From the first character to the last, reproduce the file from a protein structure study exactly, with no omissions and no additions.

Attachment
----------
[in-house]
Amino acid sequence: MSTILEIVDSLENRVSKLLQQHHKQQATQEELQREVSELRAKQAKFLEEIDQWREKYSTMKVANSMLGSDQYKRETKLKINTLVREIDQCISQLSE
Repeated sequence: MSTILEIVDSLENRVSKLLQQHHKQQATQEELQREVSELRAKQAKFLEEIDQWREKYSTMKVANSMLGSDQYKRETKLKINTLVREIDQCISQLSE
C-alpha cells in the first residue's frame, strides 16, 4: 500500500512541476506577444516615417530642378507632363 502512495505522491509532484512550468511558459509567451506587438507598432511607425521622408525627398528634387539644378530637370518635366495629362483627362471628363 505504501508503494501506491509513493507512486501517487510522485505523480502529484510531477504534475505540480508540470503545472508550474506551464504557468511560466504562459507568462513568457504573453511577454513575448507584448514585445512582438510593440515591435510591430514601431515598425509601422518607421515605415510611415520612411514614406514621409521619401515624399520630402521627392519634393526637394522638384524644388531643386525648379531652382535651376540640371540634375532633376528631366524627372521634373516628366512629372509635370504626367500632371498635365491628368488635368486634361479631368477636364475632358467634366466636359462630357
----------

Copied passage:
[in-house]
Amino acid sequence: MSTILEIVDSLENRVSKLLQQHHKQQATQEELQREVSELRAKQAKFLEEIDQWREKYSTMKVANSMLGSDQYKRETKLKINTLVREIDQCISQLSE
Repeated sequence: MSTILEIVDSLENRVSKLLQQHHKQQATQEELQREVSELRAKQAKFLEEIDQWREKYSTMKVANSMLGSDQYKRETKLKINTLVREIDQCISQLSE
C-alpha cells in the first residue's frame, strides 16, 4: 500500500512541476506577444516615417530642378507632363 502512495505522491509532484512550468511558459509567451506587438507598432511607425521622408525627398528634387539644378530637370518635366495629362483627362471628363 505504501508503494501506491509513493507512486501517487510522485505523480502529484510531477504534475505540480508540470503545472508550474506551464504557468511560466504562459507568462513568457504573453511577454513575448507584448514585445512582438510593440515591435510591430514601431515598425509601422518607421515605415510611415520612411514614406514621409521619401515624399520630402521627392519634393526637394522638384524644388531643386525648379531652382535651376540640371540634375532633376528631366524627372521634373516628366512629372509635370504626367500632371498635365491628368488635368486634361479631368477636364475632358467634366466636359462630357